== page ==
Fish lived up to the hype. She could sing (bright and strong and high, a rock-and-roll Brenda Lee or Dolly Parton? a post-rockabilly Wanda Jackson?), she could play (rhythmic riffs and digital dexterity that made her low-register chords growl and her high notes sing and howl in long arcs of melody). And she had songs (a favorite: a secularized gospel tune reminiscent of Irma Thomas’s “Breakaway,” with the rhythmic equivalent of eight-to-the bar handclaps). Her hair a red bob, and wearing a sparkling red, blue, and gold mini-dress, with knee-high black boots, Fish cued her band with downstrokes of her guitar neck, knelt on the stage to play with effects in dramatic dynamic shifts, and moved efficiently through her set.
So what made her guitar so special? Was there some Duane Allman in there? She knew how to articulate with a slide. And she avoided Stevie Ray Vaughn mimicry. The guitar was clean and precise, but throaty too. The important thing was that she used the guitar as an extension of her voice and her songs, and not just as a riff-generating machine. Her deployment of a trumpet-baritone sax horn section gave some of the music a bit of Dap-Kings retro jump-blues appeal and, for good measure, a violinist/violist complemented those guitar strings.
Thus were we were saved. By guitars! On a tip from a friend, we headed over to the Cultural Exchange Pavilion to hear Sidi Touré of Mali – it was another tonic. Here were three guitarists, including one who doubled on electrified ngoni, plus bass, drums, and a djembe player whose explosive smacks recalled the great Senegalese musician Mor Thiam. Here too was the characteristic Afro-pop weave of guitars, the rolling 6/8 that manages to be at once frenetic and relaxed, propelled by call-and-response between trap drummer and djembe player, between band and audience (“ey-yeh-yah!”).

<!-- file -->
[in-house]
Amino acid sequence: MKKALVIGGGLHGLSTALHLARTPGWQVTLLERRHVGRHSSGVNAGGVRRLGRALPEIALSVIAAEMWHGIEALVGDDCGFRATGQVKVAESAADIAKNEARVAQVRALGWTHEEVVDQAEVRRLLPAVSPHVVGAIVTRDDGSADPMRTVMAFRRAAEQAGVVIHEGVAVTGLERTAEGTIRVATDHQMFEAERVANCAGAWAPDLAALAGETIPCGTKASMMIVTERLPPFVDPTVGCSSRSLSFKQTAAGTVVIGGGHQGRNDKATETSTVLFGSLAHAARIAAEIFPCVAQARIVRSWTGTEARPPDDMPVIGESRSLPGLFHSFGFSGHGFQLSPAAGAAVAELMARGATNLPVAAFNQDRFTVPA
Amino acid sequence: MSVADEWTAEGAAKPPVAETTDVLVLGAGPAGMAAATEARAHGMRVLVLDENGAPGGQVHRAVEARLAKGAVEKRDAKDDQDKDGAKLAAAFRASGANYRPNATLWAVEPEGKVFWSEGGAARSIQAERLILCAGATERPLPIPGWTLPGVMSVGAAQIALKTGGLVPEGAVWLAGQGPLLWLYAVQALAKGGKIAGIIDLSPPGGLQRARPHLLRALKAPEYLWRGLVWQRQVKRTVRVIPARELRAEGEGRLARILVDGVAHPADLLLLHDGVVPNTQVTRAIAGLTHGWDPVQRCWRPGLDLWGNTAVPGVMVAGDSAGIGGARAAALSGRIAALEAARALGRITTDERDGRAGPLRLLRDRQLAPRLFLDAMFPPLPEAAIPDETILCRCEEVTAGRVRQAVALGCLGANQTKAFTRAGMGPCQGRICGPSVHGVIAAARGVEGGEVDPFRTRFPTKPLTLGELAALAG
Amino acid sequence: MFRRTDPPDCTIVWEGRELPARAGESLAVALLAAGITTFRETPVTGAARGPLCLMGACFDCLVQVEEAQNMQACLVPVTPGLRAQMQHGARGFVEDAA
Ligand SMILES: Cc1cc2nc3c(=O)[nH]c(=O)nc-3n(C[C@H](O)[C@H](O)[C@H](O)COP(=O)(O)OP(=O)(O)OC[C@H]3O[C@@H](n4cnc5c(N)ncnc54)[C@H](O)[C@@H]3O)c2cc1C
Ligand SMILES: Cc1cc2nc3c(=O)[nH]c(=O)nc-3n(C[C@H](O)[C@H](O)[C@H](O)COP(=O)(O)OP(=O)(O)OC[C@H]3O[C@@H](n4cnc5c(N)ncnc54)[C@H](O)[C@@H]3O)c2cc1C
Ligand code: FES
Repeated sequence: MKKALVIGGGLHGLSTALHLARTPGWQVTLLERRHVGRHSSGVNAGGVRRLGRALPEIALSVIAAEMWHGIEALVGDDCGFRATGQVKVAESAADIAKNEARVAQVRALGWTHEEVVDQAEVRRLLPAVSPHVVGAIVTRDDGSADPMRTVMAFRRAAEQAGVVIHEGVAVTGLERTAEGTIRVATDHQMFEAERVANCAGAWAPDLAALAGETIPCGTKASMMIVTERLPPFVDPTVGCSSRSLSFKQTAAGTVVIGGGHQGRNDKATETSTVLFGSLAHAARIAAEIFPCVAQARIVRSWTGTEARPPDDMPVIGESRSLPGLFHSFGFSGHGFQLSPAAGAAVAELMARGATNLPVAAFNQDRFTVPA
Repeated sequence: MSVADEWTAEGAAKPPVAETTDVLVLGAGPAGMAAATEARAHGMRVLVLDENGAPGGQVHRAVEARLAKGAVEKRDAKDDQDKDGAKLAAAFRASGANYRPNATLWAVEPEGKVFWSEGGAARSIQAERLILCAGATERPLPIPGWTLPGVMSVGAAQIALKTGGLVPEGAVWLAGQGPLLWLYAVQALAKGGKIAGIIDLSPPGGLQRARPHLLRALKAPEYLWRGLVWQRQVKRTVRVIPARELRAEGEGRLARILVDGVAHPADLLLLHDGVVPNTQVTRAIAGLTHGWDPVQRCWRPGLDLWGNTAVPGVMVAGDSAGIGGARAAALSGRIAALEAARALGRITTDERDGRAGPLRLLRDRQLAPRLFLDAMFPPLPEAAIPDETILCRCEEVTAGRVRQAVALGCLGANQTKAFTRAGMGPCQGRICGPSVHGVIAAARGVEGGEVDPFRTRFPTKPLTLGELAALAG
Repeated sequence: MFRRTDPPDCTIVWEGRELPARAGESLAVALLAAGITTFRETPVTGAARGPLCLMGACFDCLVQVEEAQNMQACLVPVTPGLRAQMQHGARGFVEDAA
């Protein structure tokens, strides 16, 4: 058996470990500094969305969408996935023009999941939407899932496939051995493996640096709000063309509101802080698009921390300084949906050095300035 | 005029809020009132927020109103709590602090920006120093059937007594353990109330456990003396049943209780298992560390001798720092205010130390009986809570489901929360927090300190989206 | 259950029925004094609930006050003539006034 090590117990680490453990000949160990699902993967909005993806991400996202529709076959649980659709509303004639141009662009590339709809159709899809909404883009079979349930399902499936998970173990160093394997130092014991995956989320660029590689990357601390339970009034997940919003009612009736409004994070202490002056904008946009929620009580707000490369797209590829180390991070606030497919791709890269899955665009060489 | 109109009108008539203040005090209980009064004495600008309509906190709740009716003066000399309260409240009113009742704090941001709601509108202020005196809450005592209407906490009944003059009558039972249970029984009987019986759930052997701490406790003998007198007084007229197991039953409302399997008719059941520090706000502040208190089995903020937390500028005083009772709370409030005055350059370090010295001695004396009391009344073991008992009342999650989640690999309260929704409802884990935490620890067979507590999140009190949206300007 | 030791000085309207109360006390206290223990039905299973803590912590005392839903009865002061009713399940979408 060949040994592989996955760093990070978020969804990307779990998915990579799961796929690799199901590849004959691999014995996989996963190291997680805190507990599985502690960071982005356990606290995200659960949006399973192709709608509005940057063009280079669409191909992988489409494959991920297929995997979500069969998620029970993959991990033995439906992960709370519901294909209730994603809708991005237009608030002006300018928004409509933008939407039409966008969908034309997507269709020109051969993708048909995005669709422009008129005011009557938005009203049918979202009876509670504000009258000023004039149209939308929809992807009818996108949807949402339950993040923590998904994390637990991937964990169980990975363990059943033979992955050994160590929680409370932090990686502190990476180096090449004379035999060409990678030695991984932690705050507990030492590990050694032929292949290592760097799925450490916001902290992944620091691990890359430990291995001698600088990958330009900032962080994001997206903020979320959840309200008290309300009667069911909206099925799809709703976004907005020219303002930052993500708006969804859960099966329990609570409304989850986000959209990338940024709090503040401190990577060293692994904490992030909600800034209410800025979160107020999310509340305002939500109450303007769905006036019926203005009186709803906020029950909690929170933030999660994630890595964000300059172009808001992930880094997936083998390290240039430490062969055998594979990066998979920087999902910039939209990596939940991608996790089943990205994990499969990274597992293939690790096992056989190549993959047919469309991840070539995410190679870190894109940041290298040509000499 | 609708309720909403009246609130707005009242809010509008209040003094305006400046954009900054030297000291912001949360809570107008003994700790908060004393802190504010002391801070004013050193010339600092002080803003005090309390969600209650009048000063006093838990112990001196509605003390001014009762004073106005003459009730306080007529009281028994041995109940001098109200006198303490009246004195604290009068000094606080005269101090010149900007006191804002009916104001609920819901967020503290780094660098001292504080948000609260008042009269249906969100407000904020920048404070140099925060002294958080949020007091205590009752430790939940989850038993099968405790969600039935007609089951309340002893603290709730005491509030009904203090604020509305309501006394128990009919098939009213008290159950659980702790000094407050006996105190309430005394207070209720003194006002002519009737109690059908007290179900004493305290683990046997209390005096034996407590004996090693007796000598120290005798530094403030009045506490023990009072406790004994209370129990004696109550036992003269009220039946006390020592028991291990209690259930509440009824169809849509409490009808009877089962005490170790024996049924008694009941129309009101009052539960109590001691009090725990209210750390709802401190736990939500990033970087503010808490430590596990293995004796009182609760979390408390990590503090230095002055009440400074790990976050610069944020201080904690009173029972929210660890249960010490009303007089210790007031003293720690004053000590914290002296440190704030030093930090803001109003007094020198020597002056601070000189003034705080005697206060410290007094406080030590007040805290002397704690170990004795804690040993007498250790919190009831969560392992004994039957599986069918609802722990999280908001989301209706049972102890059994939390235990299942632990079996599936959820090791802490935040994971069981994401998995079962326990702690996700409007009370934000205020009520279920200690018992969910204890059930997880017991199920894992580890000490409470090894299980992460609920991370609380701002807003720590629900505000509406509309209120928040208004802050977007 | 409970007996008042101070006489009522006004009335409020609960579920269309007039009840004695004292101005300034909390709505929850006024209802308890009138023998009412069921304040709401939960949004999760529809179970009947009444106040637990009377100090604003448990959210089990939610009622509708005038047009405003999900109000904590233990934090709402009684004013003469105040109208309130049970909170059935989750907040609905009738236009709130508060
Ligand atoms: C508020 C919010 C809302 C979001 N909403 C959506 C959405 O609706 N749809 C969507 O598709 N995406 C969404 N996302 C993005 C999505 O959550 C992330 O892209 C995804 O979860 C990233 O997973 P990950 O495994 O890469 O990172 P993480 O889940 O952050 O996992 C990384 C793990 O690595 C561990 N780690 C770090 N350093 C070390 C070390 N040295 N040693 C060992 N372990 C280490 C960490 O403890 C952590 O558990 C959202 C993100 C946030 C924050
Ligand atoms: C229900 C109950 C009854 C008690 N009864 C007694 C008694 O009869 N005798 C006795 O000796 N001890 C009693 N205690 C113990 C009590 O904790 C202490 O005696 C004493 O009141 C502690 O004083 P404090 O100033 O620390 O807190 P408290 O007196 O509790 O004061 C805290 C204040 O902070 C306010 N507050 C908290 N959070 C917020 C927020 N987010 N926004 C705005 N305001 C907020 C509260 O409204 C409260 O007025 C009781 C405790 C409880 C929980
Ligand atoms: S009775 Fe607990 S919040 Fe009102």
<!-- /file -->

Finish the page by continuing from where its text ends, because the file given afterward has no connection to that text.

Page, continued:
We finished the day with bluesman Bobby Rush, now 84, pacing the stage like the assured showman that he is — white jacket, black t-shirt, powder blues slacks. He offered up the salacious fare he’s famous for, gesturing alternately to one of two female dancers in bright-colored skin-tight body suits: “Look at that.” One of the women, in bright red, had her back turned to the crowd, shaking it. “Look at it! When I see it moving like that. . . . It’s talking to me!”
He also played some fine blues harp.
Day one saved, we were ready to go. It was pushing 7, and the lines for the shuttle buses would be long. Sting was singing the Police-era reggae-fied “I Can’t Stand Losing You” on the headlining Acura Stage while, across the infield, Steel Pulse was playing the real thing on the Congo Square stage. On the way out, we heard Sturgill Simpson on the Gentilly Stage. “New” country. That was good too.
There was more. Way much more to be seen and heard those first three days of JazzFest 2018. Much of it profound. Didn’t some great German philosopher once say that all choices are bad? With 13 stages (including the kids stage) cranking from roughly 11 a.m. to 7 every night, the potential for bad choices can seem infinite.
For instance, you’ve probably heard about David Bryne’s closing set on the Gentilly Stage that first Sunday (opposite, on the Acura Stage, Jimmy Buffett!). Yes, David Byrne was transcendent! David Byrne stole the show! David Byrne opened an audience of thousands to a new consciousness! David Byrne made America human again! David Byrne may even have saved the world!
But I was not there to witness it. While Byrne – an eminence gris (and these days truly gris) of “new rock” was performing that reputedly transformative show on the Gentilly Stage, I was at Economy Hall, trad-jazz heaven, watching a scruffy octet of thirty-and-unders called Tuba Skinny. Byrne was playing new music, with a new band. Tuba Skinny was playing King Oliver, Fletcher Henderson, early Ellington, other ancient fare, and choice originals written to sound old.
I couldn’t tear myself away. Bryne is bringing his show to Boston in a few months. Tuba Skinny rarely leaves New Orleans. Those are the kinds of calculations you make every day at JazzFest — the JazzFest math. You won’t see in Boston the fine young singer Meschiya Lake fronting a blue-chip band paying tribute to the all-but-forgotten NOLA jazz matriarch Sweet Emma Brown. And you won’t eat gumbo better than that pheasant-quail-andouille — anywhere.